A Trinidadian technology specialist was the lone representative from the Caribbean to participate in a major Internet event, held recently at a high security data center in Culpeper, Virginia, United States. Bevil Wooding was selected by the Internet Corporation for Assigned Names and Numbers (ICANN) to serve as one of 21 trusted community representative (TCRs) to participate in the KSK process. The role of the TCR is to participate in the key generation, key back-up and key signing process for the root to ensure its neutrality and security.
Wooding, an Internet pioneer in Trinidad and currently one of the region's leading voices for the use of technology for Caribbean development, is the chief knowledge officer at Congress WBN, an international non-profit organisation founded in Trinidad and now operating in more than 95 countries. ICANN hosted the eight-hour ceremony in a secure facility in Virginia, during which participants witnessed the process required to ensure that the so-called key-signing-key (KSK) was generated correctly. ICANN also ensured that every aspect of the equipment, software and procedures associated with its generation were verified to be acceptable and trustworthy. A main objective of the ceremony was to ensure that there is widespread confidence throughout the technical Internet community that the root zone, once signed, can be relied upon.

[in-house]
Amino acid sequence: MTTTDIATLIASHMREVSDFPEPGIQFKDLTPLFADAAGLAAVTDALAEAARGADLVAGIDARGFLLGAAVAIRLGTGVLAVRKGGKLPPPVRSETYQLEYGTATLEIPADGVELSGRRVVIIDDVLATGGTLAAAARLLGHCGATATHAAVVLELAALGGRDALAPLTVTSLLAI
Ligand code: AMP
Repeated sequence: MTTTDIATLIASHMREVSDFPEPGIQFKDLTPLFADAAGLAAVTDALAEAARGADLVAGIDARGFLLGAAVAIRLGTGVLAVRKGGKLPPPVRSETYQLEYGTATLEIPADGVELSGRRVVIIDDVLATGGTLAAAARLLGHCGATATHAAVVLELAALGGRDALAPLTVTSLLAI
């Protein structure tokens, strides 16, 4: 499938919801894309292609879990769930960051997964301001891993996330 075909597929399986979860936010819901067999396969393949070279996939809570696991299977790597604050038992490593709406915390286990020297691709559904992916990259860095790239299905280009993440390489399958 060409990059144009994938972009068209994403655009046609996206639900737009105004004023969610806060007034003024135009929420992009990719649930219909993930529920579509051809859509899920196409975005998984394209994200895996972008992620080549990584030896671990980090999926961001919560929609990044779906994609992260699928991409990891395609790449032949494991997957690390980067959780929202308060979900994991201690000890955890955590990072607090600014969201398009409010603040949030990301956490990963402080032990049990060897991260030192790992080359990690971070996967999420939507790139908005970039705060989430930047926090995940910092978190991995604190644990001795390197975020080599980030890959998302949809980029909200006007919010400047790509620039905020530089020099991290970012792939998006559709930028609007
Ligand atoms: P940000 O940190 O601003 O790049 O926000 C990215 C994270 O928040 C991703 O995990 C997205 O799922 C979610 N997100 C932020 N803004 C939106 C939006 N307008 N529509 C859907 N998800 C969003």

"It was a privilege to represent the region in such an historic event. The fact that the Caribbean was invited to participate in this important milestone for the Internet is testament to priority the Internet community places on regional participation," said Wooding. Wooding wears many hats. He serves as an outreach manager for US-based non-governmental organisation, Packet Clearing House, and is jointly responsible for the highly successful Caribbean ICT Roadshow. He is one of the early adopters of the Internet in T&T and, as a co-founder of software development pioneer, Teleios Systems, was responsible for has numerous Web development projects, most notably for the Government and the Commonwealth Secretariat, based in London. He has facilitated seminars and workshops on e-government, strategic management and the Internet in the US, Africa, Europe and the Caribbean.